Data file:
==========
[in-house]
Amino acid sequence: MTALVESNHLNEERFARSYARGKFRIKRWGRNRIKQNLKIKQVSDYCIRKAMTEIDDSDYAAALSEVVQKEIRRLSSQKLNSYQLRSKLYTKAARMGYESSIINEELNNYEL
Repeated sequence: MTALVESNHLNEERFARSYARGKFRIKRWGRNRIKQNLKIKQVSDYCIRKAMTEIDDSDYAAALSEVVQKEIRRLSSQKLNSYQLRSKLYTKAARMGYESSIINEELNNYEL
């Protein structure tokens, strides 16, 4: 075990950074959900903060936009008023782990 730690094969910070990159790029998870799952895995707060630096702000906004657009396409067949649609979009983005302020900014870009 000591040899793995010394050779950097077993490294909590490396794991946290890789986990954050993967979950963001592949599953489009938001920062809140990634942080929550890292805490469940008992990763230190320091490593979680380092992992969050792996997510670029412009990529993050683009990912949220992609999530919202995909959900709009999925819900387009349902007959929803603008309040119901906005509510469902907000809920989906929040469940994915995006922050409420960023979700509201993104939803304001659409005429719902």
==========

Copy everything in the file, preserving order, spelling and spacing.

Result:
[in-house]
Amino acid sequence: MTALVESNHLNEERFARSYARGKFRIKRWGRNRIKQNLKIKQVSDYCIRKAMTEIDDSDYAAALSEVVQKEIRRLSSQKLNSYQLRSKLYTKAARMGYESSIINEELNNYEL
Repeated sequence: MTALVESNHLNEERFARSYARGKFRIKRWGRNRIKQNLKIKQVSDYCIRKAMTEIDDSDYAAALSEVVQKEIRRLSSQKLNSYQLRSKLYTKAARMGYESSIINEELNNYEL
């Protein structure tokens, strides 16, 4: 075990950074959900903060936009008023782990 730690094969910070990159790029998870799952895995707060630096702000906004657009396409067949649609979009983005302020900014870009 000591040899793995010394050779950097077993490294909590490396794991946290890789986990954050993967979950963001592949599953489009938001920062809140990634942080929550890292805490469940008992990763230190320091490593979680380092992992969050792996997510670029412009990529993050683009990912949220992609999530919202995909959900709009999925819900387009349902007959929803603008309040119901906005509510469902907000809920989906929040469940994915995006922050409420960023979700509201993104939803304001659409005429719902």